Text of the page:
"When I find a well-drawn character in fiction or biography, I generally take a warm personal interest in him, for the reason that I have known him before -- met him on the river."
Mark Twain (Samuel Langhorne Clemens) 1835-1910
You can imagine my surprise that day, a few years ago, when I walked into a post office in Asprovalta, Greece, and saw my General Perdikkas sitting behind the desk! I was in Macedonia (Northern Greece) researching for my novel, and had stopped to camp a few days at Asprovalta, a lovely sea-side community not far from Amphipolis, the site where Alexander's son and heir was held prisoner and eventually murdered.
I couldn't believe my eyes! The man behind the desk in the post office fit the description I had written about Perdikkas, the general who seized control of the Macedonian army after Alexander's death. He was dead-ringer. Needless to say, I made many trips to buy stamps in order to watch him, record his gestures and body language and just to fix his image in my mind. Being able to actually 'picture' a character really helps you get in touch with them.
The characters in your fiction are real people, human beings.
My novel is written from a historical plot, so most of the characters in it actually did exist.
During my stays in Greece I have looked for people who fit the descriptions that I have written about them. For me, it gives a living face to someone we know about only from history books, or if we are lucky, from marble sculptures, paintings or imprints on coins.
Once I saw a young man in the bus depot of Thessaloniki who came close to resembling what I would imagine Alexander to look like: small, bright-haired, compact build. Two years ago, in a seaside taverna on the island of Thassos, my friend and I spotted a waiter who was the exact image of Alexander as portrayed on a coin (I have a ring made from a copy of this coin.) The profile was exact, the curly hair. Only trouble was, he was much taller than Alexander would have been. Nevertheless I went back twice for dinner just so I could gaze on him and fix his image in my mind.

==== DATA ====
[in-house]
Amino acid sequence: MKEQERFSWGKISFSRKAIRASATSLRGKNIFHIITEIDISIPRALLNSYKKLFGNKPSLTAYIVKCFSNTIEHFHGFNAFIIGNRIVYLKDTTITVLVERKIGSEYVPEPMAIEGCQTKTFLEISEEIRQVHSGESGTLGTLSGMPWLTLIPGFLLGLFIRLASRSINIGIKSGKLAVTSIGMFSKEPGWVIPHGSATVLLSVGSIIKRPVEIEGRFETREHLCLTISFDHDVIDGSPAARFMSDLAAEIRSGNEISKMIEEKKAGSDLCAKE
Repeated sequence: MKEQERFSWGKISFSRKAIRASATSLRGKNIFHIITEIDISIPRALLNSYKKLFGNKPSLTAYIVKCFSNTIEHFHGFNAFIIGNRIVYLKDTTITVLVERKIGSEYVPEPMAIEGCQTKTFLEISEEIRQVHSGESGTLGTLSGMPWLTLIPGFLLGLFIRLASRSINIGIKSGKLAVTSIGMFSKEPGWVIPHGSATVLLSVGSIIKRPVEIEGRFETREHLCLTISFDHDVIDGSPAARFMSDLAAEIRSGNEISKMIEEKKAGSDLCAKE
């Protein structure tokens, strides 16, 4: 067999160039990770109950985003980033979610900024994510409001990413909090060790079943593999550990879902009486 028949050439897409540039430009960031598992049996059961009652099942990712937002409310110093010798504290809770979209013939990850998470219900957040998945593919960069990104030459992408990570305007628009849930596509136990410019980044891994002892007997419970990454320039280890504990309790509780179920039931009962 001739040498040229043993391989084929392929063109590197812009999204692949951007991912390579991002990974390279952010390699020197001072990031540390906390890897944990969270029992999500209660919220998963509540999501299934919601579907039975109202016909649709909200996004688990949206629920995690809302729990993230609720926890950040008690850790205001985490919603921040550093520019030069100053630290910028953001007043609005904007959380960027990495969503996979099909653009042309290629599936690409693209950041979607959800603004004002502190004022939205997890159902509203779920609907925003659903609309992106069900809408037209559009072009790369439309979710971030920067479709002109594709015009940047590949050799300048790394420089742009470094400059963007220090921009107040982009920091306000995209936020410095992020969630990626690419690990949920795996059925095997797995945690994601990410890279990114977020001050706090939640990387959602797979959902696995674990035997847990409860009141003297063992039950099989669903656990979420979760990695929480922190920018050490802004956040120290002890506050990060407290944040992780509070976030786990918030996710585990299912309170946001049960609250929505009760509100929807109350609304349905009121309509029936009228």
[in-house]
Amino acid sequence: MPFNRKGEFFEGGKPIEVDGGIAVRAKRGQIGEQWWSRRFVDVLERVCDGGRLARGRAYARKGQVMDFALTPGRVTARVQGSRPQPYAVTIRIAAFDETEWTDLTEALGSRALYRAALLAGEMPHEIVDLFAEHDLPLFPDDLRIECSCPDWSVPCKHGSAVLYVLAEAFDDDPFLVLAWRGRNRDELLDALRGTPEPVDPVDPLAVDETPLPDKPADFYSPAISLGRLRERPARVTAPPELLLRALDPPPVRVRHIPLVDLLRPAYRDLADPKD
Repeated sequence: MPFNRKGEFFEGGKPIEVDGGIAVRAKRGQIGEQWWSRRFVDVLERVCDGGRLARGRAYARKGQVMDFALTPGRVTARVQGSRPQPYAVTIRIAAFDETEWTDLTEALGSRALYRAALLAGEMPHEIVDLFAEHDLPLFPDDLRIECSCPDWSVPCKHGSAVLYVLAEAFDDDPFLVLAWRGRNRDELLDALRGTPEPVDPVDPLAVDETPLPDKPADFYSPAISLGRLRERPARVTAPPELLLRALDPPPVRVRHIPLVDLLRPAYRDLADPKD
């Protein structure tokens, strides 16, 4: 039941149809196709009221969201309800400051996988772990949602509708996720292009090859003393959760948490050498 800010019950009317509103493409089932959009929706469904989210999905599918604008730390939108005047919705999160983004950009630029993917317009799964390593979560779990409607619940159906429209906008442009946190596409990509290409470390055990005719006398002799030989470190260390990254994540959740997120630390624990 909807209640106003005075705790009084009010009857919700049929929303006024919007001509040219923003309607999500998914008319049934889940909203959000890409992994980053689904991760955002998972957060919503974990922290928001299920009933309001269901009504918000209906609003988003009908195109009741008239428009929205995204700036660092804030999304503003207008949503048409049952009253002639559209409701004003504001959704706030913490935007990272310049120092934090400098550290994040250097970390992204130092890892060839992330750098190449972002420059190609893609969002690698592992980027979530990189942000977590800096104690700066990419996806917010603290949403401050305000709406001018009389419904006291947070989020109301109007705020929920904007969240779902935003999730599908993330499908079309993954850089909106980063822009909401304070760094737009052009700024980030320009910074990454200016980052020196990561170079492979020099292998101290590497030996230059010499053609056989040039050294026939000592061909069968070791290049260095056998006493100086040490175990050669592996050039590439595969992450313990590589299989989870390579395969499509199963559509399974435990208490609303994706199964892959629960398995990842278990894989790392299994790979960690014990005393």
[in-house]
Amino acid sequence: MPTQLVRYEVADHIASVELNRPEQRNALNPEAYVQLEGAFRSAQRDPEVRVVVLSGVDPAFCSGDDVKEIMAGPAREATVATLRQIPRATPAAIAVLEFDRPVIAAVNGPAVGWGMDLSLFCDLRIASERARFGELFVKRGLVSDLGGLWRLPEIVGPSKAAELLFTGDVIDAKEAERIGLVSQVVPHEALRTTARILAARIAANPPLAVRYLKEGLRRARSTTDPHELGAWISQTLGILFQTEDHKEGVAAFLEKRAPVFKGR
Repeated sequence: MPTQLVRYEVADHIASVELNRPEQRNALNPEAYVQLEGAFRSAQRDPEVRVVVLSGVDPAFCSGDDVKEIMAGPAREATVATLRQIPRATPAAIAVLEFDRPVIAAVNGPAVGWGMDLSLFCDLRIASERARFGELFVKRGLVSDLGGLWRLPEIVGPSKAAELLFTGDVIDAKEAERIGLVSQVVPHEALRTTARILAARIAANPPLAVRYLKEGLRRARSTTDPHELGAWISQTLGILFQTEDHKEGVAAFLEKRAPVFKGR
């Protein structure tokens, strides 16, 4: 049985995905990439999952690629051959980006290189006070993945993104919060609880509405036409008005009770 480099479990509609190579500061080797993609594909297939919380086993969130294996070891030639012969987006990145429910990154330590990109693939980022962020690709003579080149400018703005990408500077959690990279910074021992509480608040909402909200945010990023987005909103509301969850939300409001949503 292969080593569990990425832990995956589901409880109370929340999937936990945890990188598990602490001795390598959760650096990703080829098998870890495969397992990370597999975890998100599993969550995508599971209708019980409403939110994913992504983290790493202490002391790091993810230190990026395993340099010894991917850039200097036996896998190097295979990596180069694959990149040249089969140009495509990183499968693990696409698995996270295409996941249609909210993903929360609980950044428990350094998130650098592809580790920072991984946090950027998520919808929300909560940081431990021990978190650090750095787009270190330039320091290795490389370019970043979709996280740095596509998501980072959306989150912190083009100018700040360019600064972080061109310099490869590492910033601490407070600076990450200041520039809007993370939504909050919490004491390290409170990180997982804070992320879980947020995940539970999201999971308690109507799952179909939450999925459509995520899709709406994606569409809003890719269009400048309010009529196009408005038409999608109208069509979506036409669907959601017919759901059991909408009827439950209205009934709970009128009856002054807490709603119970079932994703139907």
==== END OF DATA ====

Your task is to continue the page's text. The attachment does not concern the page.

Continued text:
Once, in Athens, when my friends and I were at the taverna, my friend Roberto pointed out a group of men who were nearby. "Watch those men. They are Alexander's soldiers!" I watched and made notes, gestures, facial expressions, body language, the way they interacted. I did the same when I saw group of young soldiers on a ferry boat. They were Alexander's cadets. These little recorded details have helped me make my characters live, even the minor characters.
Just as people get to know each other in real life, this method shows up in fiction.
I have found that once I have established a visual image of the person it is easier to develop that character. In my novel writing classes, I suggest that people start bio files on their characters, write a back-story, descriptions, all the things you might need to know about that person. You won't use everything in your writing, but it helps you get to know them better.
Sometimes if I haven't established this kind of contact I'll have a bit of trouble developing them. But usually I've been lucky enough to get a really well-rounded idea of them as a living person by observing similar characters in real life.
One night I was in my local bistro and a man walked in who caught my eye immediately because I knew in an instant that he was my (fictional) character Nabarzanes, the Persian Court Advisor. He fit the description, and the more I watched him the more I could see a living Nabarzanes. I observed this man for a couple of weeks and eventually was introduced to him. I wasn't too far wrong. He was from Baghdad. (Nabarzanes was from Babylon). He is a Sumerian, an artist, an educated, elegant man just like my Nabarzanes. As a result of this meeting, the Babylonian and I have become very good friends. And the more I see of him, the more like Nabarzanes he becomes.
People-watching is an interesting past-time, and a necessary one for a writer. Be observant.
Jot down what you see and hear in your notebook (which you should always carry with you!)
It will help you make your characters live and breath.
"It seems that the analyses of character is the highest human entertainment, and literature does it, unlike gossip, without mentioning real names."
Isaac Basevis Singer 1904-1991
(If you want to read more about these characters who people the world of SHADOW OF THE LION, you can find links to them on my website: http://www.dreamwater.org/ruthaki )